AKG P220

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Sony-C100

Sony C100

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T.Bone-SC-400

t.bone SC 400

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Neumann U47 FET

Neumann U47 FET

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Blue Microphones Snowball Review

Blue Microphones Snowball

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Telefunken U47 Test Review

Telefunken U47

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Sontronics STC-20 Pack Review and Test

Sontronics STC-20 Pack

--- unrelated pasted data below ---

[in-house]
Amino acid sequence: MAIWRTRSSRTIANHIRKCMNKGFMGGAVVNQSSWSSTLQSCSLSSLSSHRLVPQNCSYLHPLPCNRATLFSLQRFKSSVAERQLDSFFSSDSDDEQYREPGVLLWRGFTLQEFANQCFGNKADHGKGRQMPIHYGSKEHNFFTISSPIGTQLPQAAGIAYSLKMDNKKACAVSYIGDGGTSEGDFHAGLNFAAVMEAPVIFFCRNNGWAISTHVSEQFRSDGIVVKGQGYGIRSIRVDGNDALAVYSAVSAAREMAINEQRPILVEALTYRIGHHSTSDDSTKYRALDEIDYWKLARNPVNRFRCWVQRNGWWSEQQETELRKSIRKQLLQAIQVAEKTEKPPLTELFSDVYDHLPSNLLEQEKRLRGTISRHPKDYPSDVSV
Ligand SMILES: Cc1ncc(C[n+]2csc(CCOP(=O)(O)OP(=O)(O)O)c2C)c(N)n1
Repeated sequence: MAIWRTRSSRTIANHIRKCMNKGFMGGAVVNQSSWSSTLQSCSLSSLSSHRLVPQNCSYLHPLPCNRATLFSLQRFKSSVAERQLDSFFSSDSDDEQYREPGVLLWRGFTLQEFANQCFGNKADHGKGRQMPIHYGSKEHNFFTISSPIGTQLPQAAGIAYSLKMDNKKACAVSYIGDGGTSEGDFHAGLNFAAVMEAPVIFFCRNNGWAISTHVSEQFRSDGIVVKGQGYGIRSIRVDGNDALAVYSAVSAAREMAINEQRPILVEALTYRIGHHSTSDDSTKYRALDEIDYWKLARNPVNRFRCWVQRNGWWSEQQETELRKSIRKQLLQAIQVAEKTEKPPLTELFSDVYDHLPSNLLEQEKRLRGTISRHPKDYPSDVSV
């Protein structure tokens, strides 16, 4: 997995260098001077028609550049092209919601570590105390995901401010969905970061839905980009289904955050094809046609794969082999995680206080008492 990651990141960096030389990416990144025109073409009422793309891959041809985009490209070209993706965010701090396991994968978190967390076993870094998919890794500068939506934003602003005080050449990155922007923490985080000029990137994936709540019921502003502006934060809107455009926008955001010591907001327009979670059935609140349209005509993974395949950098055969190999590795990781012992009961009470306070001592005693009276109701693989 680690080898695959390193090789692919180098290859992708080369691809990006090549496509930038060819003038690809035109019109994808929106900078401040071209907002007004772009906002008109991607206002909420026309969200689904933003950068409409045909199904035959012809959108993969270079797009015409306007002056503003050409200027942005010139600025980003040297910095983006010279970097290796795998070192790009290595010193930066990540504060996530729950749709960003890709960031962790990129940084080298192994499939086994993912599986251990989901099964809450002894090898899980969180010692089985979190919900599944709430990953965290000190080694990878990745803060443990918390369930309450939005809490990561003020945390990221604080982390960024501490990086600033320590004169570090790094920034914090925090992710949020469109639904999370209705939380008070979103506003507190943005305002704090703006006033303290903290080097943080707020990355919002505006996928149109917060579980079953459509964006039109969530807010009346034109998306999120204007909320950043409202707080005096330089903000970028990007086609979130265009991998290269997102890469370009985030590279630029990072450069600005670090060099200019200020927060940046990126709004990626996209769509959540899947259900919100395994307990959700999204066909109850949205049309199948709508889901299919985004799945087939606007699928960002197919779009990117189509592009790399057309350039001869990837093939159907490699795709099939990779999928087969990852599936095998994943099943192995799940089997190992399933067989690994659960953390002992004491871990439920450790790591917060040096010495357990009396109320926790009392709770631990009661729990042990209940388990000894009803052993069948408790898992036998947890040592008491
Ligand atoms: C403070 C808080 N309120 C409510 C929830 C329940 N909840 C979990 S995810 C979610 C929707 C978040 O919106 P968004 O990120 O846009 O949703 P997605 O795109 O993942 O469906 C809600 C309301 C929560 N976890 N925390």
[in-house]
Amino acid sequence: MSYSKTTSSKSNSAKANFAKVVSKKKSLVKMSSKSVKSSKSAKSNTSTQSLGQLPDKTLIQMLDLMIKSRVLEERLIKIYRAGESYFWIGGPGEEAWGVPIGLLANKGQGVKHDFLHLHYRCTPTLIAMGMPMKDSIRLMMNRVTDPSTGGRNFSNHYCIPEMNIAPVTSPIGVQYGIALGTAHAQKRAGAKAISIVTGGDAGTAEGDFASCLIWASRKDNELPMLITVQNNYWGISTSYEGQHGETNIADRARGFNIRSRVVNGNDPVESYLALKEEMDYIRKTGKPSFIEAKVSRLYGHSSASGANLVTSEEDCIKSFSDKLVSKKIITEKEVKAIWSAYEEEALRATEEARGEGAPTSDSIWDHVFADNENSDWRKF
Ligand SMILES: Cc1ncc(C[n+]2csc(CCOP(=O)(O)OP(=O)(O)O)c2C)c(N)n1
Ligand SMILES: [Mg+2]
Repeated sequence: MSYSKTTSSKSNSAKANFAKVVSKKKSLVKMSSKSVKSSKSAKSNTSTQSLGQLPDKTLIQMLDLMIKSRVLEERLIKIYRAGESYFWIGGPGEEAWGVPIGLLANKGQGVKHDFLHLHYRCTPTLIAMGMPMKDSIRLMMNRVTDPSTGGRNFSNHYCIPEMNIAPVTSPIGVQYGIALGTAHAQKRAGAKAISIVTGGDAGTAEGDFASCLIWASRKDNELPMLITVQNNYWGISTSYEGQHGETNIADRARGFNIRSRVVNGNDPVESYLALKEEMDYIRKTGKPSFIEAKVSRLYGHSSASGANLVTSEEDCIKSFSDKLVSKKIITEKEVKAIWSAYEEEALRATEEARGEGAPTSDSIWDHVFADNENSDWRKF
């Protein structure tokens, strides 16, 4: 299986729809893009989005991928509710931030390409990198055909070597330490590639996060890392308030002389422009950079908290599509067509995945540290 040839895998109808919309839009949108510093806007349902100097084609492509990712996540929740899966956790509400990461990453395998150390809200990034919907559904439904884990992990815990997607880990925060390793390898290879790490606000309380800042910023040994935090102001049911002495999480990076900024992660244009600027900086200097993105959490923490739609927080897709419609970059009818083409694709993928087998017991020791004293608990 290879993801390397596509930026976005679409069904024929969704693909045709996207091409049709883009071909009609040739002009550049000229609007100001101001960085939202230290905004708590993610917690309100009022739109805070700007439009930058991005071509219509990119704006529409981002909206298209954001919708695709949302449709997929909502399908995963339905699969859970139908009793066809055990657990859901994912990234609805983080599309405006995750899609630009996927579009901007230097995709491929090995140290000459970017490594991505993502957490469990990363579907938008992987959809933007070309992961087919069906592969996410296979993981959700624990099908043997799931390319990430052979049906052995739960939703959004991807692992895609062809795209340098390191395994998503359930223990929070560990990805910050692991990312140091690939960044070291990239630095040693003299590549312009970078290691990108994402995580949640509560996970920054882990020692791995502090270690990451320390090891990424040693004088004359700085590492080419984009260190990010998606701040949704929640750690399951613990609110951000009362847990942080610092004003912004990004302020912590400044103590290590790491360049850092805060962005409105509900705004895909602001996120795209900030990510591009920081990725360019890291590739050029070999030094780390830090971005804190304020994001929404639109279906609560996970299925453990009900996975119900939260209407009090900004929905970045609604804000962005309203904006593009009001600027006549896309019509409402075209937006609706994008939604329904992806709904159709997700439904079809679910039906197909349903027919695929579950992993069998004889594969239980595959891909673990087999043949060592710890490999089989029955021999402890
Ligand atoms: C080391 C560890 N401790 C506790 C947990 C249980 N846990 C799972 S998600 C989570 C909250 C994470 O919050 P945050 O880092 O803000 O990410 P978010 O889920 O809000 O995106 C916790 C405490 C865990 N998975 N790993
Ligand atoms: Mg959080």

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Lauten Audio Atlantis FC-387 Test Review

Lauten Audio Atlantis FC-387

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Presonus M7 Review

Presonus M7

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Austrian Audio OC18

Austrian Audio OC18

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Warm Audio WA-8000

Warm Audio WA-8000

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Superlux S502

Superlux S502

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Blue Bluebird SL

Blue Bluebird SL

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Rode NTG1 Test & Review

Rode NTG1

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Sennheiser MKH 416 P48 Test and review

Sennheiser MKH 416

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Manley Reference Cardioid Complete Test

Manley Reference Cardioid